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Who was it?


Part 1

Many years ago, when I was 22 years old, I left the factory and became an insurance salesman. I had a territory in Louisville, called a “debit,” or group of several hundred houses. My habit was to park my car on a street, a 1956 Ford, two-door hardtop, turquois and white, and walk my debit of people who had insurance payments. My debit except for those in Audubon Park, were people who worked with their hands for a living, just like mom and dad, both of my grandfathers and most of my aunts and uncles. Fran and I eked by, happily in our salad years. At the time, I cleared about $60.00 per week, not much money now or back then. One of my collections were made from the manager of the Albert Pick Hotel, on Arthur Street near U of L., as he gave me the premium, he asked if I knew anyone who needed a job. He was desperate for a housekeeper, and it just so happened I did. One of my insured was a woman who lived in a run-down house with no screens on the windows, and very young children. She told me how hard she had looked for a job, but to no avail. I told her I would keep my ears open. I left the Albert Pick and drove to her house. With a big smile on my face, I told her she had a job interview. Then my enthusiasm was dashed. At the mention of a job, she said she was not trained in anything. I said, “Yes you are, you can make beds and sweep floors.” She replied, “I will lose my welfare.” She didn’t want the job or even know what the pay and benefits were. Later I began to work for the Louisville Water Company as an Engineering Clerk, and then Convenient Industries as a draftsman, estimator and construction coordinator. I was about 30, when I began work for Convenient. Every day, I took a walk to go to lunch. I usually ate in a little diner called the “Ham and Egger.” It was located just north of Fourth Street at St. Catherine and there was a bus stop on the northeast corner. As I approached the bus stop, there was a rather dirty looking man, unshaven and shabbily dressed, begging each bus passenger for money to buy food. Some ignored him while others told him to get away and leave them alone. I stopped a few feet away and watched until the passengers were gone, and he was left waiting for the next bus. I approached the man and when he asked for money, I invited him to eat lunch with me at the Ham and Egger, and he told me he would rather have the money. I urged him to join me for a good meal, and I would pay. That’s when he showed me his middle finger and told me in no uncertain terms, to do something with myself I thought anatomically impossible. Those experiences jaded me, and it lasted time for a long time before I offered help anyone doing the same thing.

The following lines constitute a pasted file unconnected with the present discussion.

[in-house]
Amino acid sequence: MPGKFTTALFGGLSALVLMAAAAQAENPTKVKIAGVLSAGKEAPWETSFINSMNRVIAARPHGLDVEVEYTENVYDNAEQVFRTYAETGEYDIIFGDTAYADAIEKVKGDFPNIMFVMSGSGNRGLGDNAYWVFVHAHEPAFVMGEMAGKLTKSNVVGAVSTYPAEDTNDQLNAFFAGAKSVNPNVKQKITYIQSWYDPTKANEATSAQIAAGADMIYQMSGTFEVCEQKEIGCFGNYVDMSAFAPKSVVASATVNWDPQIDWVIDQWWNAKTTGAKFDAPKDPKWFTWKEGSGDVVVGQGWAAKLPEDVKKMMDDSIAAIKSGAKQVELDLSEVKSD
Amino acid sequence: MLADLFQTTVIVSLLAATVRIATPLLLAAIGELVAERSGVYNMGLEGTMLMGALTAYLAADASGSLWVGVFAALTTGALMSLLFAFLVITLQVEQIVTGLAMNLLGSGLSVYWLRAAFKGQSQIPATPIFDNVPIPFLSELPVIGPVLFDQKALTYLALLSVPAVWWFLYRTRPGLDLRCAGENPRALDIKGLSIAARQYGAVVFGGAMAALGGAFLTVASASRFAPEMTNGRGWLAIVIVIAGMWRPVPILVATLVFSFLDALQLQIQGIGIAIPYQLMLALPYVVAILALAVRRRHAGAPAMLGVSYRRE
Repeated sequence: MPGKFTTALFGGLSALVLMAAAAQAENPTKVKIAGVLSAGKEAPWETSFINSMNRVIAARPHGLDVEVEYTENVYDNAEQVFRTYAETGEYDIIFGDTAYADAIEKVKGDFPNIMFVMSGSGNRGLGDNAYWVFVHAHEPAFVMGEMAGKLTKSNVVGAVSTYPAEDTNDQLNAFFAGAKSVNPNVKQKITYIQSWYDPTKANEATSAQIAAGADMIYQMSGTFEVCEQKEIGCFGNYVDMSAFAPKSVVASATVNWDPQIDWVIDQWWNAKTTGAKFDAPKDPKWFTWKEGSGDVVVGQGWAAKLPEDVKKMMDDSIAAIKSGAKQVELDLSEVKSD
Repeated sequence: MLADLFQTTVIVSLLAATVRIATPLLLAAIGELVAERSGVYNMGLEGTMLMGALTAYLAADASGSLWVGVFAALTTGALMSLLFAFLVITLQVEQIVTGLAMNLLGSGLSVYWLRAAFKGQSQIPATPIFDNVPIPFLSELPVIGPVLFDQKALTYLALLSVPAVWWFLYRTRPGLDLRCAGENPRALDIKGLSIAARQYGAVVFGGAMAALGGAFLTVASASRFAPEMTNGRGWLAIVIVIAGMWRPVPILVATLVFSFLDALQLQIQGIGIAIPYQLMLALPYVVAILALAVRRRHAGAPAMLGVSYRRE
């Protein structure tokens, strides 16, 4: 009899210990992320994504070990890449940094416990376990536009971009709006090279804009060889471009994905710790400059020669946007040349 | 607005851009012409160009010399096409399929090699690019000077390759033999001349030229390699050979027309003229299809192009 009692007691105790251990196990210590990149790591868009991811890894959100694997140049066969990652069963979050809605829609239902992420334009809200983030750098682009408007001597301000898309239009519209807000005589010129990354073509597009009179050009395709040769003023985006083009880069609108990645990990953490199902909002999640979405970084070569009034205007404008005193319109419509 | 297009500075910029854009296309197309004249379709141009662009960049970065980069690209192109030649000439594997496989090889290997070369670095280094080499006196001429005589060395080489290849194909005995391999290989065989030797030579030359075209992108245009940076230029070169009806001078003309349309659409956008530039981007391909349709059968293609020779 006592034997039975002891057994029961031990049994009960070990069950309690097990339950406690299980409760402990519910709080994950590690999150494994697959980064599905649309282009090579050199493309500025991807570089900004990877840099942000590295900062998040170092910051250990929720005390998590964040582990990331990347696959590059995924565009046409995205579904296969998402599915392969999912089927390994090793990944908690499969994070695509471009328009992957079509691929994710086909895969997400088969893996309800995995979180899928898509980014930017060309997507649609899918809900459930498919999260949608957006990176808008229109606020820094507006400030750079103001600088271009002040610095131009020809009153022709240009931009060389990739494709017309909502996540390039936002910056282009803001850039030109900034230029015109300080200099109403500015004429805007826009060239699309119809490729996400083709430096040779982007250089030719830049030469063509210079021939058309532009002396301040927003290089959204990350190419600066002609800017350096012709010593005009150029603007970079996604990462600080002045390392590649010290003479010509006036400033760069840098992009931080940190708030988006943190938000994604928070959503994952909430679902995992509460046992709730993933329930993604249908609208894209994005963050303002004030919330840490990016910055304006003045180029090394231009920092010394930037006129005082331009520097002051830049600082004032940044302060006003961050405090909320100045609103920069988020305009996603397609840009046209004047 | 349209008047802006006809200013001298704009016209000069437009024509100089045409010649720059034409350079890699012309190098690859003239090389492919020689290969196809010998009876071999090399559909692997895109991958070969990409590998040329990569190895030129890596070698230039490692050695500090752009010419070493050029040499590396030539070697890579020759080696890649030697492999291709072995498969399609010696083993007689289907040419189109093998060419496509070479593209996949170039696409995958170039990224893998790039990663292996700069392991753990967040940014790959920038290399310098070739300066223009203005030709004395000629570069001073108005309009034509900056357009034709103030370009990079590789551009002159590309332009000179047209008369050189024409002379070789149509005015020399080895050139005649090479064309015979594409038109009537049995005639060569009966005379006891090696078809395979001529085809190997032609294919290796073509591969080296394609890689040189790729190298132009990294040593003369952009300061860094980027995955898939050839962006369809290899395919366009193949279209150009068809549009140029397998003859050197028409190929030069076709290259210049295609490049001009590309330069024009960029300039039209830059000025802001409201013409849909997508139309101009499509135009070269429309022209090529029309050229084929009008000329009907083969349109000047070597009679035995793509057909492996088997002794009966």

(See Part 2 next week, and see what happened to me)

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